This research found that collaboration is essential for companies that rely on innovation. However upgrading a working environment to one that supports collaboration can only be successful if the new setup supports the organisational culture. And every culture is different, shaped by factors including the brand’s values, the type of work it produces, staff attitudes, and the physical and geographical setting.
In short, an office redesign that doesn’t consider the effect it will have on culture could be catastrophic for any company.
“Culture is the thing that gets in the way of innovation,” explained Haworth collaborator Rex Miller, whose pioneering book Change Your Space, Change Your Culture was one of the starting points for the white paper.
“When change gets implemented, legacy culture resists, fights back, is slow to move. So companies struggle to bring anything fundamentally new to the table, and by the next year they’re gone,” he continued.
“But space can be a powerful tool to disrupt legacy culture – the habits that you don’t want – and reinforce the behaviours you do want. We can use space to help break up the entitlements that people think they have and we can create really engaging open space, but we have to bring the culture along at the same pace.”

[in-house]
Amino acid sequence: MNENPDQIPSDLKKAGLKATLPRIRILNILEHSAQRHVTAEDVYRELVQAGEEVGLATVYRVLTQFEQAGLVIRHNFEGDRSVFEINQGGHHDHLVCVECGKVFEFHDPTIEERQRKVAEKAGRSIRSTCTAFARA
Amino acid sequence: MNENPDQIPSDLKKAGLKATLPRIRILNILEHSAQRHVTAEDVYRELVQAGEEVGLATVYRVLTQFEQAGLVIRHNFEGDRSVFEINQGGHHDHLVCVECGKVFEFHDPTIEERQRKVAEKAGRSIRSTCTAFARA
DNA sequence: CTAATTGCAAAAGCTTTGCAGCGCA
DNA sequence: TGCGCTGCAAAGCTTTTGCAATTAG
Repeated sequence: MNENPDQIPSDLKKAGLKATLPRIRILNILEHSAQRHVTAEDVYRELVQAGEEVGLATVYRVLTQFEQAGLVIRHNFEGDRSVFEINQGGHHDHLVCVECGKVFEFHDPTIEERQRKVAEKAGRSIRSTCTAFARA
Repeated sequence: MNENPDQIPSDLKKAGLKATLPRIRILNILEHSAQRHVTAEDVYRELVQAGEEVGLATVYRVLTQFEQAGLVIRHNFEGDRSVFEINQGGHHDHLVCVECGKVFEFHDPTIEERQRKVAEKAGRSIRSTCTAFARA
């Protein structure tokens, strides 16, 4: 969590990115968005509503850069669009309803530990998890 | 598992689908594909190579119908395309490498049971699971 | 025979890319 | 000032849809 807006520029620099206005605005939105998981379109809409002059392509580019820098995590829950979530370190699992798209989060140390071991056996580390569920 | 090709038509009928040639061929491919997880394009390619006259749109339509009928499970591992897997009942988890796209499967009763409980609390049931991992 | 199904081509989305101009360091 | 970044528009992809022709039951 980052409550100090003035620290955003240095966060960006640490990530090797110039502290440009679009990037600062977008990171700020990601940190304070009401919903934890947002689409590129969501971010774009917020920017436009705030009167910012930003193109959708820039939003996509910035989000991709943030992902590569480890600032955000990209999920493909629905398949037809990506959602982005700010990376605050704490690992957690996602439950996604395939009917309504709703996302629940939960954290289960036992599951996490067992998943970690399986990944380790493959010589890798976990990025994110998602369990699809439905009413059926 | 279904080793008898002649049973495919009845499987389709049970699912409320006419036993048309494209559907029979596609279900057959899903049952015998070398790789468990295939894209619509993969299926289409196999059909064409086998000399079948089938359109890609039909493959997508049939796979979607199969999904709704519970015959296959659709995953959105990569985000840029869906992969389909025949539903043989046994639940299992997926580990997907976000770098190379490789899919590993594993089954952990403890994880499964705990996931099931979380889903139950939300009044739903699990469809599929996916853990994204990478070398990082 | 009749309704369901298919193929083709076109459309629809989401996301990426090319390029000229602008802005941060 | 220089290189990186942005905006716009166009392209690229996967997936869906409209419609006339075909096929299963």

Flexibility and territory are key to helping staff adjust
Miller claims the key to successfully restructuring an office is equipping staff with the coping tools they need to function in the new environment – thus making them feel empowered.
“People can make the transition if you can give them a sense of what the new normal is going to feel like,” he explained.
Haworth’s solution to this was the The Change Communication Playbook, a guidebook where the company was able to share information about the renovation, and offer employees the opportunity to provide feedback and make suggestions.
But the company also introduced a series of subtler changes that helped staff to adjust.